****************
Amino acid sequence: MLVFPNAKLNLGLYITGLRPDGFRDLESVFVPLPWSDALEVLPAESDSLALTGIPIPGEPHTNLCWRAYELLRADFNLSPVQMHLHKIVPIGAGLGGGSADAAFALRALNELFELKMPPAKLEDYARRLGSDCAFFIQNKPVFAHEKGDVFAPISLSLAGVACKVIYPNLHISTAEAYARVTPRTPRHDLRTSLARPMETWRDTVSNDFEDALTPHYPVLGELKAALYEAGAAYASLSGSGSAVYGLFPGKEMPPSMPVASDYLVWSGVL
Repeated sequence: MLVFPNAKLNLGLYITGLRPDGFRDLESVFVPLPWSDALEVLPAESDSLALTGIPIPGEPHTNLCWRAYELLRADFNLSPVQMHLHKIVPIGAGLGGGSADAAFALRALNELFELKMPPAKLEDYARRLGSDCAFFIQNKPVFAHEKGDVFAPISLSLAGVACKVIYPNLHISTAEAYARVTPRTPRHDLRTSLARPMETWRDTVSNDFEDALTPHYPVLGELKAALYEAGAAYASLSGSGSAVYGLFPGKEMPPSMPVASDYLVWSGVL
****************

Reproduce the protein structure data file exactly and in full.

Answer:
Amino acid sequence: MLVFPNAKLNLGLYITGLRPDGFRDLESVFVPLPWSDALEVLPAESDSLALTGIPIPGEPHTNLCWRAYELLRADFNLSPVQMHLHKIVPIGAGLGGGSADAAFALRALNELFELKMPPAKLEDYARRLGSDCAFFIQNKPVFAHEKGDVFAPISLSLAGVACKVIYPNLHISTAEAYARVTPRTPRHDLRTSLARPMETWRDTVSNDFEDALTPHYPVLGELKAALYEAGAAYASLSGSGSAVYGLFPGKEMPPSMPVASDYLVWSGVL
Repeated sequence: MLVFPNAKLNLGLYITGLRPDGFRDLESVFVPLPWSDALEVLPAESDSLALTGIPIPGEPHTNLCWRAYELLRADFNLSPVQMHLHKIVPIGAGLGGGSADAAFALRALNELFELKMPPAKLEDYARRLGSDCAFFIQNKPVFAHEKGDVFAPISLSLAGVACKVIYPNLHISTAEAYARVTPRTPRHDLRTSLARPMETWRDTVSNDFEDALTPHYPVLGELKAALYEAGAAYASLSGSGSAVYGLFPGKEMPPSMPVASDYLVWSGVL